Karl Rove, the architect of George W. Bush's winning presidential campaigns, is urging Republican leaders to firmly reject "birthers," those Americans who insist, despite the evidence, that President Obama wasn't born in the U.S. and therefore isn't eligible to be president. Rove says the rumors are a White House "trap" that deflect attention from Obama's mishandling of the issues. Are birthers really helping Obama more than they're helping the GOP? (See Rove's comments)
Rove is right. Birthers are poison to the GOP: A third of partisans on both sides of the aisle are "bat guano crazy," says Rick Moran at Rightwing Nuthouse. In this crucial "moment in American history," Republicans simply can't afford to pay attention to their "loony," paranoid fringe. "We need hard headed realism, not mushy headed conspiracy theories."
"Rove and I are right: Innoculate conservatism against the birthers"
Rove is wrong — but smart: Remember, House Speaker John Boehner looked ridiculous when he said it wasn't his job to correct birthers' misconceptions, says Alex Pareene in Salon. Rove was "smarter," and came right out and said "birtherism is stupid." But claiming that the nutty conspiracy theory is "somehow an Obama trick" is "patent nonsense." It's also clever. Now Republicans can denounce this fringe movement without having to admit their complicity in letting it grow in the first place.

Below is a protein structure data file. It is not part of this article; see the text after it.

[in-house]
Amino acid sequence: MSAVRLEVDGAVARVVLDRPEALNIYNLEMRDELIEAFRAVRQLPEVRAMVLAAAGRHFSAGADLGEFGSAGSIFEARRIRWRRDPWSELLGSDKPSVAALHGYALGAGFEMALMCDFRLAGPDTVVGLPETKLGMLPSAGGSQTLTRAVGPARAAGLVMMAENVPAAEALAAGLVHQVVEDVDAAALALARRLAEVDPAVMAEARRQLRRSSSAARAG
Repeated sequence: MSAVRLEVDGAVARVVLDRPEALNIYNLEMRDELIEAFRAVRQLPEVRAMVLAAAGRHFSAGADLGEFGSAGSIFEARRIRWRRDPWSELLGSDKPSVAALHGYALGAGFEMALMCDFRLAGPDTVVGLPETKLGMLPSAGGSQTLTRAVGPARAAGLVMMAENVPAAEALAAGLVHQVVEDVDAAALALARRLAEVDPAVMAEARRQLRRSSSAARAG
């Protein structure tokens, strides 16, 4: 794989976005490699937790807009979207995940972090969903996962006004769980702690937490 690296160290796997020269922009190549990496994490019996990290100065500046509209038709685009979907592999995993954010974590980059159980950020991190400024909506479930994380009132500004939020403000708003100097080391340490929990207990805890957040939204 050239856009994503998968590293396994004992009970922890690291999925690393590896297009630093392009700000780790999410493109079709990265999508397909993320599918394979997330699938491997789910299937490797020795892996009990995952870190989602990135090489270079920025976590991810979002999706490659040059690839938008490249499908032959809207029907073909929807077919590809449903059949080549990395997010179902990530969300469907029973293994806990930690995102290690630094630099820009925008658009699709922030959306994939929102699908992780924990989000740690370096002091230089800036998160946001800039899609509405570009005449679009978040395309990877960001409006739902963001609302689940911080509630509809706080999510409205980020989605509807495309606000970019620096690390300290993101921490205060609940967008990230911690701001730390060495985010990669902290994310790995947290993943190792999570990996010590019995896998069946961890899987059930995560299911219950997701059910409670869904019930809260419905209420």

"Karl Rove says birtherism is a White House trap"
Good luck rejecting half the GOP: Karl Rove is the one living in a fantasy world, says Steve Benen at Washington Monthly. The birthers' "dumb, arguably racist, nonsense" is not "confined to the lunatic fringe." A recent Public Policy Polling survey found that "more than half of the GOP's most reliable voters have gone mad," and swallowed the claim that Obama isn't a natural-born U.S. citizen. Rove thinks GOP leaders should ignore their base? Good luck with that.
"Rove to GOP base: It's a trap"